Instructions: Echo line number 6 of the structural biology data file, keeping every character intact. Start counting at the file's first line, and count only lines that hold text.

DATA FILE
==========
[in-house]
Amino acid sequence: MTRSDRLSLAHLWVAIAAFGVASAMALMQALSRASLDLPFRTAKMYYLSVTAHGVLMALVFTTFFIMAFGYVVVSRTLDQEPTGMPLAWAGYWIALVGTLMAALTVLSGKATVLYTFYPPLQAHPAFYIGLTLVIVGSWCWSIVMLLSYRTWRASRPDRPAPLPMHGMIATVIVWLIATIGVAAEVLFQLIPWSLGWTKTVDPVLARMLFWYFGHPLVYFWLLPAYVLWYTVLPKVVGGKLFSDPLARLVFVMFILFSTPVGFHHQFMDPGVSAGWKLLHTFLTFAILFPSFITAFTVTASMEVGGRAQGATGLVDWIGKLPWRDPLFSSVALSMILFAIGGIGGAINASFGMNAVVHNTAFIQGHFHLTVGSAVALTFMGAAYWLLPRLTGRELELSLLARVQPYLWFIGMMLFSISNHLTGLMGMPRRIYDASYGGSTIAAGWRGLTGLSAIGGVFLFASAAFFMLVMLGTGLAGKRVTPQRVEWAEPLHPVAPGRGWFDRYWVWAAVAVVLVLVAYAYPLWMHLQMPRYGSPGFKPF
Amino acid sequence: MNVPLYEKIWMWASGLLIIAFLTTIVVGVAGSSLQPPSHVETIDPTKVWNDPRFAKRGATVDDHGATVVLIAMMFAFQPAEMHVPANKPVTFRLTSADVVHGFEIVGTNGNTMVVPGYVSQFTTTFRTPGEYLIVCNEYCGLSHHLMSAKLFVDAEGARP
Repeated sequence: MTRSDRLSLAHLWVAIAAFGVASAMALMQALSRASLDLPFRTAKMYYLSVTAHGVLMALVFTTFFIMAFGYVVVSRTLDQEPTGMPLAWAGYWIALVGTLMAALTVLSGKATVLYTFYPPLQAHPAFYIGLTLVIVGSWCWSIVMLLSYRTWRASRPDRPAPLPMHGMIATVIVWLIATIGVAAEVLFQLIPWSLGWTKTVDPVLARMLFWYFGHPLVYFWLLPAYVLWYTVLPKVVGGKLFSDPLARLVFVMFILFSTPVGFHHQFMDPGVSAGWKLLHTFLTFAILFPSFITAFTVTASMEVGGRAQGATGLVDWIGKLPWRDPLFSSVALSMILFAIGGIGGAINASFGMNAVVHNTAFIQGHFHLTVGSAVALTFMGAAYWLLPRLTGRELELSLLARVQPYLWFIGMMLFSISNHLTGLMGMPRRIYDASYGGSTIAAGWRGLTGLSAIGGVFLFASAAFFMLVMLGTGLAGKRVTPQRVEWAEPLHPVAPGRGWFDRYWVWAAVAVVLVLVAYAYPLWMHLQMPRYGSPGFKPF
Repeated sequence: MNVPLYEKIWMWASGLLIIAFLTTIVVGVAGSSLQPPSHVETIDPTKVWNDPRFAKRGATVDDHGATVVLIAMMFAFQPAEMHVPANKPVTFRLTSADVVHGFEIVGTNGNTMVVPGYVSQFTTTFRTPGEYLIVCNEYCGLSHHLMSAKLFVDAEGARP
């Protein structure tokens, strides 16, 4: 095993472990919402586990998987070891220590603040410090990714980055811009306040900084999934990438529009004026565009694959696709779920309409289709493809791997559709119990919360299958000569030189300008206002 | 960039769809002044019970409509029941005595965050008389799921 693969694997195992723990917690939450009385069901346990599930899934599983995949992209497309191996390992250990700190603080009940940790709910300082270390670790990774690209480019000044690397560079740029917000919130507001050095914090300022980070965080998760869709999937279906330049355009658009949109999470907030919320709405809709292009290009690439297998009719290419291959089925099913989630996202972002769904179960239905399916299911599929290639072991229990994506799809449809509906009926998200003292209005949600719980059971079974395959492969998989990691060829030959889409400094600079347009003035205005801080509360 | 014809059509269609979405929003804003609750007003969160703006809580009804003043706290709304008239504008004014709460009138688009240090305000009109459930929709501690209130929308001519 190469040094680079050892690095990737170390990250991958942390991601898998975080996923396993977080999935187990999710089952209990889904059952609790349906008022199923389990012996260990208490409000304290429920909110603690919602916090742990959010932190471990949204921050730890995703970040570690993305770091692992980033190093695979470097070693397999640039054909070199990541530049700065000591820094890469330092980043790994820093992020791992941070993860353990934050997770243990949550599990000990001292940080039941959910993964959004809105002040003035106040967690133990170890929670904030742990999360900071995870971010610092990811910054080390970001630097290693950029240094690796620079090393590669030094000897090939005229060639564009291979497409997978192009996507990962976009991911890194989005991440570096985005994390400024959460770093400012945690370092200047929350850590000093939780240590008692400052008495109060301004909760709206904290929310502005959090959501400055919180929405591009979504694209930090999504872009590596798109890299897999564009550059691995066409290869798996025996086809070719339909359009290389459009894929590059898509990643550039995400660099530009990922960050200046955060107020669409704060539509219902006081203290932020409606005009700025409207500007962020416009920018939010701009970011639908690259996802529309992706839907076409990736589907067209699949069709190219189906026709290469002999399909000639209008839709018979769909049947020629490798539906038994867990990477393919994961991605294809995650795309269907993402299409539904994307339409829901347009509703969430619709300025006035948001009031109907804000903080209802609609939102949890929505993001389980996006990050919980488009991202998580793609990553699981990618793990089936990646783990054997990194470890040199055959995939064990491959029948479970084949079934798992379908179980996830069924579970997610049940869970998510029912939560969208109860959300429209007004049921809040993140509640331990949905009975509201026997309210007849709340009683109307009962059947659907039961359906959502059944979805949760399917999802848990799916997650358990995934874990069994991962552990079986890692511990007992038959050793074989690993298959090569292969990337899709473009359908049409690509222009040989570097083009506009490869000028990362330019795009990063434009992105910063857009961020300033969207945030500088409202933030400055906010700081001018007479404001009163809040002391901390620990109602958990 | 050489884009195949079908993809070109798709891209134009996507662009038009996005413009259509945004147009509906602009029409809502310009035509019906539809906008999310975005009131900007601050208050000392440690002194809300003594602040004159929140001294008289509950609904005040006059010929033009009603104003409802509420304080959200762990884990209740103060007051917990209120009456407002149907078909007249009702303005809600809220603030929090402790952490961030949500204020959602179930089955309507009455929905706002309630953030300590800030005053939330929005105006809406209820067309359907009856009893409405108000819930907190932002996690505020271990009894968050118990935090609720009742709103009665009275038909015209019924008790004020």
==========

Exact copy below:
């Protein structure tokens, strides 16, 4: 095993472990919402586990998987070891220590603040410090990714980055811009306040900084999934990438529009004026565009694959696709779920309409289709493809791997559709119990919360299958000569030189300008206002 | 960039769809002044019970409509029941005595965050008389799921 693969694997195992723990917690939450009385069901346990599930899934599983995949992209497309191996390992250990700190603080009940940790709910300082270390670790990774690209480019000044690397560079740029917000919130507001050095914090300022980070965080998760869709999937279906330049355009658009949109999470907030919320709405809709292009290009690439297998009719290419291959089925099913989630996202972002769904179960239905399916299911599929290639072991229990994506799809449809509906009926998200003292209005949600719980059971079974395959492969998989990691060829030959889409400094600079347009003035205005801080509360 | 014809059509269609979405929003804003609750007003969160703006809580009804003043706290709304008239504008004014709460009138688009240090305000009109459930929709501690209130929308001519 190469040094680079050892690095990737170390990250991958942390991601898998975080996923396993977080999935187990999710089952209990889904059952609790349906008022199923389990012996260990208490409000304290429920909110603690919602916090742990959010932190471990949204921050730890995703970040570690993305770091692992980033190093695979470097070693397999640039054909070199990541530049700065000591820094890469330092980043790994820093992020791992941070993860353990934050997770243990949550599990000990001292940080039941959910993964959004809105002040003035106040967690133990170890929670904030742990999360900071995870971010610092990811910054080390970001630097290693950029240094690796620079090393590669030094000897090939005229060639564009291979497409997978192009996507990962976009991911890194989005991440570096985005994390400024959460770093400012945690370092200047929350850590000093939780240590008692400052008495109060301004909760709206904290929310502005959090959501400055919180929405591009979504694209930090999504872009590596798109890299897999564009550059691995066409290869798996025996086809070719339909359009290389459009894929590059898509990643550039995400660099530009990922960050200046955060107020669409704060539509219902006081203290932020409606005009700025409207500007962020416009920018939010701009970011639908690259996802529309992706839907076409990736589907067209699949069709190219189906026709290469002999399909000639209008839709018979769909049947020629490798539906038994867990990477393919994961991605294809995650795309269907993402299409539904994307339409829901347009509703969430619709300025006035948001009031109907804000903080209802609609939102949890929505993001389980996006990050919980488009991202998580793609990553699981990618793990089936990646783990054997990194470890040199055959995939064990491959029948479970084949079934798992379908179980996830069924579970997610049940869970998510029912939560969208109860959300429209007004049921809040993140509640331990949905009975509201026997309210007849709340009683109307009962059947659907039961359906959502059944979805949760399917999802848990799916997650358990995934874990069994991962552990079986890692511990007992038959050793074989690993298959090569292969990337899709473009359908049409690509222009040989570097083009506009490869000028990362330019795009990063434009992105910063857009961020300033969207945030500088409202933030400055906010700081001018007479404001009163809040002391901390620990109602958990 | 050489884009195949079908993809070109798709891209134009996507662009038009996005413009259509945004147009509906602009029409809502310009035509019906539809906008999310975005009131900007601050208050000392440690002194809300003594602040004159929140001294008289509950609904005040006059010929033009009603104003409802509420304080959200762990884990209740103060007051917990209120009456407002149907078909007249009702303005809600809220603030929090402790952490961030949500204020959602179930089955309507009455929905706002309630953030300590800030005053939330929005105006809406209820067309359907009856009893409405108000819930907190932002996690505020271990009894968050118990935090609720009742709103009665009275038909015209019924008790004020």